Picking up the story behind the recent riots described in the last post, it is helpful to delve deeper into the relations between the working class and capitalists in Greece by way of a few key observations.

First, we have to observe that Greek financial capital is bank-based, rather than market-based. Banking was until recently under state control, privatization was forced by industrial capitalists which partly explains the strong links between industrial and financial capital.

Second, Greece is a small place. Over 99% of firms employ less than 50 employees and the Greek bourgeoisie is made up of only ~300 families – not that this limits their prosperity; Greek capital is found amongst the first positions of OECD countries in terms of profitability. The Greek commercial fleet is the largest in the world with around 19.5% of world capacity. Moreover, a (very) small group of capitalists control most forms of media. The political influence of the bourgeoisie is indisputable e.g. the minister of mercantile marine (a crucial post given Greece’s concentration) is assigned directly, or must be approved by the ship owners.

Finally, Greek-oriented capital has a strong regional presence, especially in the Balkans and SE Europe, with what might be labeled minor imperialistic tendencies. Of major significance are the contracts signed for the building of a couple of oil pipes that will provide Europe through Turkey, Greece and Italy with Russian oil and gas.

Leaving financialisation aside until the third post in the series we can see how this economic, political and ideological power was built by focusing on the Greek working class. There were two major evolutions in the condition of the working class. The first, common to many nations is the pressure on real wages, volatile working practices, extension of retirement age etc., which is in somehow related to the subversion of the USSR. The second more specifically Greek process is a weakening of the unity of the working class during the rule of the Social Democrats from the early 1980s’ until 2004. An ideological split emerged between a model where worker’s leaders moved into government and one of unified struggle. It can be argued that many were led or even forced to see the Unions as a road to personal advancement by political cooperation with the ruling party e.g. it became natural that the president of the workers confederation became Minister of Labour. Increasing disillusionment with this approach led to falling union numbers. Meanwhile the Communist party enjoyed deep roots in Greek society and it managed to slow this process and stabilize the situation in the unions from the early 2000s. From mid 1990s onwards protests were often marked by two separate demonstrations (a class frontier of unions of all levels and individual workers backed primarily by the CP, and one by the compromised leadership of the unions and their political allies), with different content, demands and direction, reflecting the two conflicting views of consent and conflict.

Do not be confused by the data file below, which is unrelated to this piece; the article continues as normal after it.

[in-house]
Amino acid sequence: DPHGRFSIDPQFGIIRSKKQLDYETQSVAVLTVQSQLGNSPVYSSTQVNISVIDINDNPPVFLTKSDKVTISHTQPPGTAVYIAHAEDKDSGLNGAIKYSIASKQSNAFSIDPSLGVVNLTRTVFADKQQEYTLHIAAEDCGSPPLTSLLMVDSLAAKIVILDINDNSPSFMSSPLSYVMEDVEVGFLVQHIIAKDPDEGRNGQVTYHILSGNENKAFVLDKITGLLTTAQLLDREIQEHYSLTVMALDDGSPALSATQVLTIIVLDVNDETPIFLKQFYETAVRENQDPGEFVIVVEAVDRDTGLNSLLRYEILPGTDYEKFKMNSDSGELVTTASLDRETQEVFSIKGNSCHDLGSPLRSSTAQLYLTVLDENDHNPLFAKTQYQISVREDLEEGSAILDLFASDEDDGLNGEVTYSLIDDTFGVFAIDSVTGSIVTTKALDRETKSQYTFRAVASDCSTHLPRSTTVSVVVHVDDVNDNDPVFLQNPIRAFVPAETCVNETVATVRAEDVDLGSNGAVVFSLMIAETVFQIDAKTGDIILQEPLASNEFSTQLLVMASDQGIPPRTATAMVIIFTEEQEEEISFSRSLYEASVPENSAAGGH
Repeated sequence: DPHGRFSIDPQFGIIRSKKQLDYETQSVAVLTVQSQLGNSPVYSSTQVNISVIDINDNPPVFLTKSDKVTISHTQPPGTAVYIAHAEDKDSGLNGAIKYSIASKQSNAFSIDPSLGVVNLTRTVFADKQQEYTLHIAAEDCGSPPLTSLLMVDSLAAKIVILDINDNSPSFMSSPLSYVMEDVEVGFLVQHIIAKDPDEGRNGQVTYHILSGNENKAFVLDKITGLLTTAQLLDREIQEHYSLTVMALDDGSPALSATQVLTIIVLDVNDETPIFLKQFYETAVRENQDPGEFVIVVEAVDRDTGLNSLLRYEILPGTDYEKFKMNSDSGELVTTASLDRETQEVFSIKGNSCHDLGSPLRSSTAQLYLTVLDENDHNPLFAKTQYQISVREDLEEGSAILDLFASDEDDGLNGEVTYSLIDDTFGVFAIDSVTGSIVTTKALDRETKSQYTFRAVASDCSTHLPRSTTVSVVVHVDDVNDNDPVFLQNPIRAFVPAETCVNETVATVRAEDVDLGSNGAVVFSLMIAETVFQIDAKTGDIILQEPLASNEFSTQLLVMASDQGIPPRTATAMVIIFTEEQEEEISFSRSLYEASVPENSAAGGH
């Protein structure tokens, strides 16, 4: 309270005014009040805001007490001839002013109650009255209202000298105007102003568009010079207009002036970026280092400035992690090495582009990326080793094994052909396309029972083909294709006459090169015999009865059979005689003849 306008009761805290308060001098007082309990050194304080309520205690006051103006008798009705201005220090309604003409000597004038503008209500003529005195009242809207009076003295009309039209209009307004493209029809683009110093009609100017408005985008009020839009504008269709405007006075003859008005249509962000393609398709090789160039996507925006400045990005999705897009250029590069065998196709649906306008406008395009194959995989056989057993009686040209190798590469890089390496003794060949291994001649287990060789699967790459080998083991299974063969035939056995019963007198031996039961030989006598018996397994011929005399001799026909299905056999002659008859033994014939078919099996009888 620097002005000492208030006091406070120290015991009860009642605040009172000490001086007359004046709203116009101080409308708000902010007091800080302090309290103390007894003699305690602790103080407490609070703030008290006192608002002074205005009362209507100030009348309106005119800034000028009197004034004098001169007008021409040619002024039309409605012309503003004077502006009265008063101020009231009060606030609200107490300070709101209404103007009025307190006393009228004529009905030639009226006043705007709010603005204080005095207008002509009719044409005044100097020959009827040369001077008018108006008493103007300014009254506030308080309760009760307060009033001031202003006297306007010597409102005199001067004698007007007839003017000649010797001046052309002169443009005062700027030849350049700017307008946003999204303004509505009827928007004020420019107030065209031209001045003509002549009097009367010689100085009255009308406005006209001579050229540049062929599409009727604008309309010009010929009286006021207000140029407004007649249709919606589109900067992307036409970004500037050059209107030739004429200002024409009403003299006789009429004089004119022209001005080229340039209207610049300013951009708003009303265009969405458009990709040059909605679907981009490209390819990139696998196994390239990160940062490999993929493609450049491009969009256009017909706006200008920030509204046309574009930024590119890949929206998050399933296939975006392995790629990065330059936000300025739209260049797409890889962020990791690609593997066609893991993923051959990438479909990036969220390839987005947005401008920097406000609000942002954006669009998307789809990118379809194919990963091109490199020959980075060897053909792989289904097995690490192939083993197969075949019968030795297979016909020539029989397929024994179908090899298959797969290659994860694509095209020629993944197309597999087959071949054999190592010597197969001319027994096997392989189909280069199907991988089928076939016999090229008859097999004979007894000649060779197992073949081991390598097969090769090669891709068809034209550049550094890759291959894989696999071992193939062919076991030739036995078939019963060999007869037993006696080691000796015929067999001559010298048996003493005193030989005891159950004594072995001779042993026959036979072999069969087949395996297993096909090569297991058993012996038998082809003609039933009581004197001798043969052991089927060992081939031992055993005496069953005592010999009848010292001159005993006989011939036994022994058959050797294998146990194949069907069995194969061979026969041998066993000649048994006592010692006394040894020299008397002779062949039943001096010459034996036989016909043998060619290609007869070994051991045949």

In our next post, we will see how these political processes link with financialisation in Greece, review December’s events in this light and finally attempt to look into the future.

Monday, 2 March 2009

The Political and Analytical Diversions of ‘Financial Regulation’

by Paulo L dos Santos

The only thing governments seem to be doling out in greater amounts than bailouts to private banks these days are promises for all sorts of ‘financial regulation’. The EU recently promised sweeping financial regulation. Gordon Brown insists it must be international, while the Obama administration promises it will be wide-ranging and strict.